under development

Software

developed

Software

purchased

Client relationships

Other Total

Cost at 1 January 972,083 19,875 1,966,094 112,783 72,203 10,008 3,153,046

Additions - 217,871 - 5,760 - - 223,631

Additions from internal development - (213,517) 213,517 - - - -

Disposals - - (49) (296) - - (345)

Exchange rate adjustments 59,241 - (17) 809 2,661 (1,057) 61,637

Cost at 31 December 1,031,324 24,229 2,179,545 119,056 74,864 8,951 3,437,969

Amortisation and impairment

at 1 January

(25,000) - (1,111,587) (85,064) (60,304) (8) (1,281,963)

Amortisation - - (319,546) (13,783) (2,040) (1) (335,370)

Impairment losses 1) (54,849) - (84,342) (149) - - (139,340)

Disposals - - 49 296 - - 345

Exchange rate adjustments - - 15 (682) (2,661) (1) (3,329)

Amortisation and impairment

at 31 December (79,849) - (1,515,411) (99,382) (65,005) (10) (1,759,657)

Carrying amount at 31 December 951,475 24,229 664,134 19,674 9,859 8,941 1,678,312

1)

For details of impairment losses, see note 19 Impairment test

In 2015, the Group expensed DKK 7.6 million for development projects, primarily planning costs.

66 · SAXO BANK · ANNUAL REPORT 2015


NOTES – SAXO BANK GROUP

Note (DKK 1,000)

18 Intangible assets

2014 Goodwill

Software

under development

Software

developed

Software

purchased

Client relationships

Other Total

Cost at 1 January 957,492 139,865 1,581,362 151,383 71,742 9,600 2,911,444

Additions - 266,582 - 16,655 - - 283,237

Additions from internal development - (385,892) 385,892 - - - -

Disposals - (652) (1,160) (55,439) - - (57,251)

Exchange rate adjustments 14,591 (28) - 184 461 408 15,616

Cost at 31 December 972,083 19,875 1,966,094 112,783 72,203 10,008 3,153,046

Amortisation and impairment

at 1 January

- - (837,591) (107,192) (55,421) (7) (1,000,211)

Amortisation - - (275,073) (33,046) (4,435) (1) (312,555)

Impairment losses 1) (25,000) - - - - - (25,000)

Disposals - - 1,160 55,330 - - 56,490

Exchange rate adjustments - - (83) (158) (448) - (689)

Amortisation and impairment

at 31 December (25,000) - (1,111,587) (85,064) (60,304) (8) (1,281,963)

Carrying amount at 31 December 947,083 19,875 854,507 27,719 11,899 10,000 1,871,083

1)

For details of impairment losses, see note 19 Impairment test

In 2014, the Group expensed DKK 8.6 million for development projects, primarily planning costs.

SAXO BANK · ANNUAL REPORT 2015 · 67


NOTES – SAXO BANK GROUP

Note (DKK 1,000)

19 Impairment test

Goodwill

Goodwill is tested for impairment if indication of impairment exists or at least once a year. For the purpose of the impairment test, goodwill

acquired in a business combination is allocated to cash generating units (CGU) which are the smallest identifiable groups of assets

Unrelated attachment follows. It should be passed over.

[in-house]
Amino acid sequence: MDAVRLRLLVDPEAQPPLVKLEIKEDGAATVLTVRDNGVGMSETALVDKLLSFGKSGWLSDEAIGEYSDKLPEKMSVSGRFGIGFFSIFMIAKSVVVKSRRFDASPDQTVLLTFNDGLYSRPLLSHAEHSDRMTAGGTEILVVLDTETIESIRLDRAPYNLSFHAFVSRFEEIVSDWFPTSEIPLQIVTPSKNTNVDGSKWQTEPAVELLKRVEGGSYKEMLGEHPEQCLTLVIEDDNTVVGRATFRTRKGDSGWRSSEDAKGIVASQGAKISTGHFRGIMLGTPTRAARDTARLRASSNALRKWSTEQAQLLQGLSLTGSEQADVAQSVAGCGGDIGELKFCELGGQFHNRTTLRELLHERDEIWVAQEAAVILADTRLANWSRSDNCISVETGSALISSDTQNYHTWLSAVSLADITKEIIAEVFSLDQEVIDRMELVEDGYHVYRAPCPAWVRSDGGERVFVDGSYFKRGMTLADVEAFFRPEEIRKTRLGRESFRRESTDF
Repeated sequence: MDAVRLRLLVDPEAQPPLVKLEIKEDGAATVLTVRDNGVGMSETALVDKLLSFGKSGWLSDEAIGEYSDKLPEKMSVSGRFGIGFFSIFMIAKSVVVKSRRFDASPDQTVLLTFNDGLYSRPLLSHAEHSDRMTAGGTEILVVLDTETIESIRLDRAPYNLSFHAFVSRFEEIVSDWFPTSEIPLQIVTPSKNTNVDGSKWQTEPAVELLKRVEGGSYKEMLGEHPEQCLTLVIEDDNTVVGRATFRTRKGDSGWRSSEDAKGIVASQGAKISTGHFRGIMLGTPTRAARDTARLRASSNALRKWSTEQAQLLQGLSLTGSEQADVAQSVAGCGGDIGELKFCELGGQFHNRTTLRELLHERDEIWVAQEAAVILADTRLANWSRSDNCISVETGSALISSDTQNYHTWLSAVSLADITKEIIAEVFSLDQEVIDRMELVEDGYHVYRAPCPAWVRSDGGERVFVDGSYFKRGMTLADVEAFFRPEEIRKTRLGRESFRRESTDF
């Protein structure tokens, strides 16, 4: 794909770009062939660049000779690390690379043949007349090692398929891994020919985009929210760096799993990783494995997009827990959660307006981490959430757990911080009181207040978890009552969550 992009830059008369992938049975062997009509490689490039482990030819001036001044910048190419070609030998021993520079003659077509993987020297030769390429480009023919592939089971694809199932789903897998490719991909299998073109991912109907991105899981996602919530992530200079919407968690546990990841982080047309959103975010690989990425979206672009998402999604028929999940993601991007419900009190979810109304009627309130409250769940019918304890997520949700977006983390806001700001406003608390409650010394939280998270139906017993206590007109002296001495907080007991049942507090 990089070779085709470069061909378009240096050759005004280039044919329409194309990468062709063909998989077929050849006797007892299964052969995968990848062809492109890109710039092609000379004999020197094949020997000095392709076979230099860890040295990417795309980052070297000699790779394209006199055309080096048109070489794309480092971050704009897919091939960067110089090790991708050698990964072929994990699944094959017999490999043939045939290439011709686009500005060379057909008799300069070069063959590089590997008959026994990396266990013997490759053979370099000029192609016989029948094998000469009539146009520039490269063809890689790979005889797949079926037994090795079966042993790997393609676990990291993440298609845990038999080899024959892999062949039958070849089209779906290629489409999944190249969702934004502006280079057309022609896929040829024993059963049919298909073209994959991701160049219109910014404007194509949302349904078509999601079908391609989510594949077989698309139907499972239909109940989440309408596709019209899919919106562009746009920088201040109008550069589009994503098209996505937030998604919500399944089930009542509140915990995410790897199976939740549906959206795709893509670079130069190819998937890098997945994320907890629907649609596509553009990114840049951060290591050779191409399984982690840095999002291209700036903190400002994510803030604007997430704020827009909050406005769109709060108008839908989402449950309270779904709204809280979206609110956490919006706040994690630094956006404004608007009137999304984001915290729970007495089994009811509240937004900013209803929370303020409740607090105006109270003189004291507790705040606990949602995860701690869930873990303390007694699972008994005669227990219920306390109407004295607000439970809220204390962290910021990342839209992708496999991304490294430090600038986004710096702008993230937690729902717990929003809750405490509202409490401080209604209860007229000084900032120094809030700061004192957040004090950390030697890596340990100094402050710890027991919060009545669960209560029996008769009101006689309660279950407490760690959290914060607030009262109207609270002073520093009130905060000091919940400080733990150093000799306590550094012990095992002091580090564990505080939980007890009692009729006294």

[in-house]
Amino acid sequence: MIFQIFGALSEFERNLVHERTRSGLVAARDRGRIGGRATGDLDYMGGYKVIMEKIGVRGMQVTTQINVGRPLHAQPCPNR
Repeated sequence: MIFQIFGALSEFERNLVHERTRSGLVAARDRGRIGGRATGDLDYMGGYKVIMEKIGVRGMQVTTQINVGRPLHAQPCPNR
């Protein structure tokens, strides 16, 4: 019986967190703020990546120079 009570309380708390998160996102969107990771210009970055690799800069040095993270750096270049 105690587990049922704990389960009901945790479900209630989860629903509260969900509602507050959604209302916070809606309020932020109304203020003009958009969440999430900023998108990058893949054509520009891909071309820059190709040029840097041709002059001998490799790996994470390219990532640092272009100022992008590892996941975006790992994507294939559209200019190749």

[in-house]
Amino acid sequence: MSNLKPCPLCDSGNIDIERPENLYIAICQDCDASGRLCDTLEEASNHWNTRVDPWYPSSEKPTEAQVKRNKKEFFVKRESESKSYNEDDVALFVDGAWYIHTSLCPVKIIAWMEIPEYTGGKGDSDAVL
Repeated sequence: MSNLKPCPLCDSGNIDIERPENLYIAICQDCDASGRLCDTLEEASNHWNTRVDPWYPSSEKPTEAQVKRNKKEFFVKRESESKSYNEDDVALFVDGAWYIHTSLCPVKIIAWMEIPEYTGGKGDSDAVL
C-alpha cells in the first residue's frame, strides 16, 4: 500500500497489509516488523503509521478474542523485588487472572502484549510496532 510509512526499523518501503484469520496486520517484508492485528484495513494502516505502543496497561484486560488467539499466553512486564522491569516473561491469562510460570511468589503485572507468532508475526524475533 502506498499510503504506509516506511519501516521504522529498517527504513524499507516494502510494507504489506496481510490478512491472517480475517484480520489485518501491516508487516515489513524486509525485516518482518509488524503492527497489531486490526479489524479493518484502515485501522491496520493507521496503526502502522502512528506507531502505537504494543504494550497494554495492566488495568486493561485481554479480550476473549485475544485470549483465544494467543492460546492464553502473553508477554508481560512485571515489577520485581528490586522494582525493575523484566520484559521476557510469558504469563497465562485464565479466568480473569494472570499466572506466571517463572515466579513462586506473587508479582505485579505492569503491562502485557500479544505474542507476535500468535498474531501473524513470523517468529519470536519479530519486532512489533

that generate cash inflows largely independent of the cash inflows from other assets or activities.

The impairment tests compare the carrying amount and the estimated expected future cash flows. The special debt structure of financial

institutions requires the use of the discounted dividend model to calculate the present value of future cash flows. For non-financial CGU’s

a discounted cash flow model is applied. The recoverable amount of each CGU is determined on the basis of its value in use.

For each CGU for which the goodwill is significant in comparison with the Group’s total carrying amount of goodwill key assumptions

applied in the impairment tests are presented below.

2015

Carrying

amount

goodwill

Growth in

terminal

period

Discount

rate,

post tax

Discount

rate,

pre tax

Saxo Bank (Switzerland) AG 1) 379,232 0.61% 6.90% 9.02%

Saxo Privatbank A/S 245,681 1.98% 8.50% 9.71%

Other 1) 326,562 - - -

Total 951,475

2014

Carrying

amount

goodwill

Growth in

terminal

period

Discount

rate,

post tax

Discount

rate,

pre tax

Saxo Bank Switzerland AG 569,439 0.67% 6.90% 8.89%

Saxo Privatbank A/S 245,681 2.05% 8.00% 9.15%

Banco Best S.A. 2) 55,522 2.45% 11.70% 14.77%

Other 131,964 - - -

Total 1,002,606

1)

Part of goodwill in total DKK 182 million related to the investment in Saxo Bank (Switzerland) AG is as from 1 January 2015 reallocated

to respectively the business in Saxo Capital Markets UK Ltd. with DKK 124 million and Saxo Bank A/S with DKK 58 million due to

reorganisation within the Group.

2)

Goodwill related to associates DKK 0 million (2014: 55.5 million) is recognised in carrying amount of investments in associates.

The cash flow projections are based on earnings estimates for each of the CGUs for a 5-year forecast period. The management approved

Anchor Forecast for 2016 are applied for the first year of the forecast period, and for entities with normalised earnings a growth rate of

1% in year 2-5 is applied for both revenue and cost. For entities where earnings are not considered to be at a normalised level in 2016,

the estimated earnings from 2016 onwards are projected on the basis of business plans.

For the terminal period the long-term growth rate is determined on the basis of forecast GDP rates in the country in which the CGU

operates.

The estimated dividend flow/cash flow is discounted at a post-tax CGU specific discount rate. The CGU specific discount rate, which is

calculated net of tax, are generally based on a 10 year government bond of the respective countries in which the CGU is located.

Impairment test results 2015

The impairment tests in 2015 resulted in recognition of total impairment losses of DKK 115 million on goodwill and customer contracts.

DKK 50 million relates to the investment in Saxo Bank (Switzerland) AG, mainly attributable to an increase in the carrying amount of